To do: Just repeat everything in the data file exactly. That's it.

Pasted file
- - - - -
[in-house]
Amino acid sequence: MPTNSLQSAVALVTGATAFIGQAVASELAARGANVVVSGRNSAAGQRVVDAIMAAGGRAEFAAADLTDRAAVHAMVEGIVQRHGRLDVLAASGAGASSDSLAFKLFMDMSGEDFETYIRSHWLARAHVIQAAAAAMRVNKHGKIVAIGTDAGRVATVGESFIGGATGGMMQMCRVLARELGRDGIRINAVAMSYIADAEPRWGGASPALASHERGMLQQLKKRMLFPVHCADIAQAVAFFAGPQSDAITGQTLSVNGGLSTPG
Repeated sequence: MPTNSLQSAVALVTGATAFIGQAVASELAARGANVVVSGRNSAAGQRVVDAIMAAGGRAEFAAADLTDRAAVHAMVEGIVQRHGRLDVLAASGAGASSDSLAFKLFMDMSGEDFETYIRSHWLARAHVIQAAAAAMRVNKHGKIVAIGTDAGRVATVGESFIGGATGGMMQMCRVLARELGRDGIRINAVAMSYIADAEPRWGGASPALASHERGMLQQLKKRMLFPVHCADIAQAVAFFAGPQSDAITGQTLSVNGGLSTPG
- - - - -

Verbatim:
[in-house]
Amino acid sequence: MPTNSLQSAVALVTGATAFIGQAVASELAARGANVVVSGRNSAAGQRVVDAIMAAGGRAEFAAADLTDRAAVHAMVEGIVQRHGRLDVLAASGAGASSDSLAFKLFMDMSGEDFETYIRSHWLARAHVIQAAAAAMRVNKHGKIVAIGTDAGRVATVGESFIGGATGGMMQMCRVLARELGRDGIRINAVAMSYIADAEPRWGGASPALASHERGMLQQLKKRMLFPVHCADIAQAVAFFAGPQSDAITGQTLSVNGGLSTPG
Repeated sequence: MPTNSLQSAVALVTGATAFIGQAVASELAARGANVVVSGRNSAAGQRVVDAIMAAGGRAEFAAADLTDRAAVHAMVEGIVQRHGRLDVLAASGAGASSDSLAFKLFMDMSGEDFETYIRSHWLARAHVIQAAAAAMRVNKHGKIVAIGTDAGRVATVGESFIGGATGGMMQMCRVLARELGRDGIRINAVAMSYIADAEPRWGGASPALASHERGMLQQLKKRMLFPVHCADIAQAVAFFAGPQSDAITGQTLSVNGGLSTPG